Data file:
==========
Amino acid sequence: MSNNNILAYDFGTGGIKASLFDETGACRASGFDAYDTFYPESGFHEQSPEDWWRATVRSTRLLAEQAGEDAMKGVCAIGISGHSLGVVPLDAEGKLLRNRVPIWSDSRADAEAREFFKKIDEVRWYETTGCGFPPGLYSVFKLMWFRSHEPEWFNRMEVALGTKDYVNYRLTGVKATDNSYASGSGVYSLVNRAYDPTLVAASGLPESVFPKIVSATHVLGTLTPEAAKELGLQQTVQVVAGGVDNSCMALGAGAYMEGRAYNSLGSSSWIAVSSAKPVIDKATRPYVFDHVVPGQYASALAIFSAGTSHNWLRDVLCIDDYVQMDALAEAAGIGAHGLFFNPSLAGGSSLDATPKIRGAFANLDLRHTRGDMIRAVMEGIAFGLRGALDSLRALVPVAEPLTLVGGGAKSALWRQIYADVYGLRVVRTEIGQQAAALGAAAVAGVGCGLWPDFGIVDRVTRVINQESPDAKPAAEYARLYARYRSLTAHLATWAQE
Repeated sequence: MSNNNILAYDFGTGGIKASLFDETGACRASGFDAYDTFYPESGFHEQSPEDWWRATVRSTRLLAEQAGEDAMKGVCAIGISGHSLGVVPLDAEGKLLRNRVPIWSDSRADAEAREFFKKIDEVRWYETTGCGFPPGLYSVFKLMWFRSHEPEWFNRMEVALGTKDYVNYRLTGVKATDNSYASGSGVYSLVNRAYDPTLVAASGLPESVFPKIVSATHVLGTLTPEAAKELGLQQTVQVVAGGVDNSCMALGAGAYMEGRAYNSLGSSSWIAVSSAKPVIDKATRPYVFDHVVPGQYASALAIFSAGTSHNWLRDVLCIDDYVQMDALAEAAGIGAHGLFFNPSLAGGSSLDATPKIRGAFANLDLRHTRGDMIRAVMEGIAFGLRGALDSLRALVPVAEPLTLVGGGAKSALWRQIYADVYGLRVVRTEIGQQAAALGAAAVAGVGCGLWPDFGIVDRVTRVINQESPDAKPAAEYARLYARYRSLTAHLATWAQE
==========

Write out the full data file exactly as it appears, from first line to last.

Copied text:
Amino acid sequence: MSNNNILAYDFGTGGIKASLFDETGACRASGFDAYDTFYPESGFHEQSPEDWWRATVRSTRLLAEQAGEDAMKGVCAIGISGHSLGVVPLDAEGKLLRNRVPIWSDSRADAEAREFFKKIDEVRWYETTGCGFPPGLYSVFKLMWFRSHEPEWFNRMEVALGTKDYVNYRLTGVKATDNSYASGSGVYSLVNRAYDPTLVAASGLPESVFPKIVSATHVLGTLTPEAAKELGLQQTVQVVAGGVDNSCMALGAGAYMEGRAYNSLGSSSWIAVSSAKPVIDKATRPYVFDHVVPGQYASALAIFSAGTSHNWLRDVLCIDDYVQMDALAEAAGIGAHGLFFNPSLAGGSSLDATPKIRGAFANLDLRHTRGDMIRAVMEGIAFGLRGALDSLRALVPVAEPLTLVGGGAKSALWRQIYADVYGLRVVRTEIGQQAAALGAAAVAGVGCGLWPDFGIVDRVTRVINQESPDAKPAAEYARLYARYRSLTAHLATWAQE
Repeated sequence: MSNNNILAYDFGTGGIKASLFDETGACRASGFDAYDTFYPESGFHEQSPEDWWRATVRSTRLLAEQAGEDAMKGVCAIGISGHSLGVVPLDAEGKLLRNRVPIWSDSRADAEAREFFKKIDEVRWYETTGCGFPPGLYSVFKLMWFRSHEPEWFNRMEVALGTKDYVNYRLTGVKATDNSYASGSGVYSLVNRAYDPTLVAASGLPESVFPKIVSATHVLGTLTPEAAKELGLQQTVQVVAGGVDNSCMALGAGAYMEGRAYNSLGSSSWIAVSSAKPVIDKATRPYVFDHVVPGQYASALAIFSAGTSHNWLRDVLCIDDYVQMDALAEAAGIGAHGLFFNPSLAGGSSLDATPKIRGAFANLDLRHTRGDMIRAVMEGIAFGLRGALDSLRALVPVAEPLTLVGGGAKSALWRQIYADVYGLRVVRTEIGQQAAALGAAAVAGVGCGLWPDFGIVDRVTRVINQESPDAKPAAEYARLYARYRSLTAHLATWAQE